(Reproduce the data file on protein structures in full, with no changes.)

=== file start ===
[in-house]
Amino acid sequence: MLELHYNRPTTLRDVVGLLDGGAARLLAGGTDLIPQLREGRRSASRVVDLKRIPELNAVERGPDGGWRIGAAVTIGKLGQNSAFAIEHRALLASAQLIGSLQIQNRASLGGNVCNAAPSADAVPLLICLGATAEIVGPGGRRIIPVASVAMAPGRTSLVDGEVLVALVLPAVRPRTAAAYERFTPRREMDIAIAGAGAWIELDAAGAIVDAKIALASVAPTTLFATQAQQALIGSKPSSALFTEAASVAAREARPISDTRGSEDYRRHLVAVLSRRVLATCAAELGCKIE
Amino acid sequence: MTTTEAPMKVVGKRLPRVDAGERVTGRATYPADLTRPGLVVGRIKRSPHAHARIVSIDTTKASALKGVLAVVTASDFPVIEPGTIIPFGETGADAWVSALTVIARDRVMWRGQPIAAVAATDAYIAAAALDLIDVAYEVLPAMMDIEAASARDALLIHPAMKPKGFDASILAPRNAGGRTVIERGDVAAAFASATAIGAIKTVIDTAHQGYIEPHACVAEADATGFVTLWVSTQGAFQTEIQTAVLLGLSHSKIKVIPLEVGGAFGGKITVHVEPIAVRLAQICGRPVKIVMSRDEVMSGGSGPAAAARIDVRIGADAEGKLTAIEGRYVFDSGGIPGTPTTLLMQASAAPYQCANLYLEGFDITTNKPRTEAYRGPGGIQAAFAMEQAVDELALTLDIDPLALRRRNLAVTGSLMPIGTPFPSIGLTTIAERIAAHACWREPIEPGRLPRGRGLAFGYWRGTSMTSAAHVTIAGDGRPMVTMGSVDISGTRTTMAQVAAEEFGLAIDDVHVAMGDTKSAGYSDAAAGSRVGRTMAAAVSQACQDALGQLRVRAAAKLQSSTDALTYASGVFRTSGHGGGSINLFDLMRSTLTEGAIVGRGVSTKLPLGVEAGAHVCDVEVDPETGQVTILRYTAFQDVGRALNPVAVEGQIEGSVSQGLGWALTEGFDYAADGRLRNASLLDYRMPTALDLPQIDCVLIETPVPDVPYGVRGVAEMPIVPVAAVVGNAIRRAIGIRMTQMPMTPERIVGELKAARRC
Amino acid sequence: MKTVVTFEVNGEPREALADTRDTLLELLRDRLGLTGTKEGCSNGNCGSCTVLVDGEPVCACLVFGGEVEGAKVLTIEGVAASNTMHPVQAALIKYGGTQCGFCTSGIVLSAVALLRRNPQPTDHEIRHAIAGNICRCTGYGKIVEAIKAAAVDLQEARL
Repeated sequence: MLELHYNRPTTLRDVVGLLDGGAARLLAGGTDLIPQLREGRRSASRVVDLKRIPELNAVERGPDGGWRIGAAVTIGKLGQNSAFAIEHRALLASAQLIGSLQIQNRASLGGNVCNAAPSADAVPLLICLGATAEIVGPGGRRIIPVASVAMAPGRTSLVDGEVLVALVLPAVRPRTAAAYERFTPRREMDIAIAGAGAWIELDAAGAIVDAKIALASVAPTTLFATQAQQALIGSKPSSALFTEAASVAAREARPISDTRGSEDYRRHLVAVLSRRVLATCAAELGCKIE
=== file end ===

[in-house]
Amino acid sequence: MLELHYNRPTTLRDVVGLLDGGAARLLAGGTDLIPQLREGRRSASRVVDLKRIPELNAVERGPDGGWRIGAAVTIGKLGQNSAFAIEHRALLASAQLIGSLQIQNRASLGGNVCNAAPSADAVPLLICLGATAEIVGPGGRRIIPVASVAMAPGRTSLVDGEVLVALVLPAVRPRTAAAYERFTPRREMDIAIAGAGAWIELDAAGAIVDAKIALASVAPTTLFATQAQQALIGSKPSSALFTEAASVAAREARPISDTRGSEDYRRHLVAVLSRRVLATCAAELGCKIE
Amino acid sequence: MTTTEAPMKVVGKRLPRVDAGERVTGRATYPADLTRPGLVVGRIKRSPHAHARIVSIDTTKASALKGVLAVVTASDFPVIEPGTIIPFGETGADAWVSALTVIARDRVMWRGQPIAAVAATDAYIAAAALDLIDVAYEVLPAMMDIEAASARDALLIHPAMKPKGFDASILAPRNAGGRTVIERGDVAAAFASATAIGAIKTVIDTAHQGYIEPHACVAEADATGFVTLWVSTQGAFQTEIQTAVLLGLSHSKIKVIPLEVGGAFGGKITVHVEPIAVRLAQICGRPVKIVMSRDEVMSGGSGPAAAARIDVRIGADAEGKLTAIEGRYVFDSGGIPGTPTTLLMQASAAPYQCANLYLEGFDITTNKPRTEAYRGPGGIQAAFAMEQAVDELALTLDIDPLALRRRNLAVTGSLMPIGTPFPSIGLTTIAERIAAHACWREPIEPGRLPRGRGLAFGYWRGTSMTSAAHVTIAGDGRPMVTMGSVDISGTRTTMAQVAAEEFGLAIDDVHVAMGDTKSAGYSDAAAGSRVGRTMAAAVSQACQDALGQLRVRAAAKLQSSTDALTYASGVFRTSGHGGGSINLFDLMRSTLTEGAIVGRGVSTKLPLGVEAGAHVCDVEVDPETGQVTILRYTAFQDVGRALNPVAVEGQIEGSVSQGLGWALTEGFDYAADGRLRNASLLDYRMPTALDLPQIDCVLIETPVPDVPYGVRGVAEMPIVPVAAVVGNAIRRAIGIRMTQMPMTPERIVGELKAARRC
Amino acid sequence: MKTVVTFEVNGEPREALADTRDTLLELLRDRLGLTGTKEGCSNGNCGSCTVLVDGEPVCACLVFGGEVEGAKVLTIEGVAASNTMHPVQAALIKYGGTQCGFCTSGIVLSAVALLRRNPQPTDHEIRHAIAGNICRCTGYGKIVEAIKAAAVDLQEARL
Repeated sequence: MLELHYNRPTTLRDVVGLLDGGAARLLAGGTDLIPQLREGRRSASRVVDLKRIPELNAVERGPDGGWRIGAAVTIGKLGQNSAFAIEHRALLASAQLIGSLQIQNRASLGGNVCNAAPSADAVPLLICLGATAEIVGPGGRRIIPVASVAMAPGRTSLVDGEVLVALVLPAVRPRTAAAYERFTPRREMDIAIAGAGAWIELDAAGAIVDAKIALASVAPTTLFATQAQQALIGSKPSSALFTEAASVAAREARPISDTRGSEDYRRHLVAVLSRRVLATCAAELGCKIE